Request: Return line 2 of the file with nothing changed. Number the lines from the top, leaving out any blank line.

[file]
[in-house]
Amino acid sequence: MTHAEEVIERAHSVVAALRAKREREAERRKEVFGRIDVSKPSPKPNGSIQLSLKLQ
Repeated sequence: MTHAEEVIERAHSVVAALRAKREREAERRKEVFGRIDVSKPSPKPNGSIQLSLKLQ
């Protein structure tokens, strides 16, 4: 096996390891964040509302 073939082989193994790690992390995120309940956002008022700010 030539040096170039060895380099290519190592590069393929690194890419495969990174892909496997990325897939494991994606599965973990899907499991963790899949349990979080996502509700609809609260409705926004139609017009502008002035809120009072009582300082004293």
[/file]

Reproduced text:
Amino acid sequence: MTHAEEVIERAHSVVAALRAKREREAERRKEVFGRIDVSKPSPKPNGSIQLSLKLQ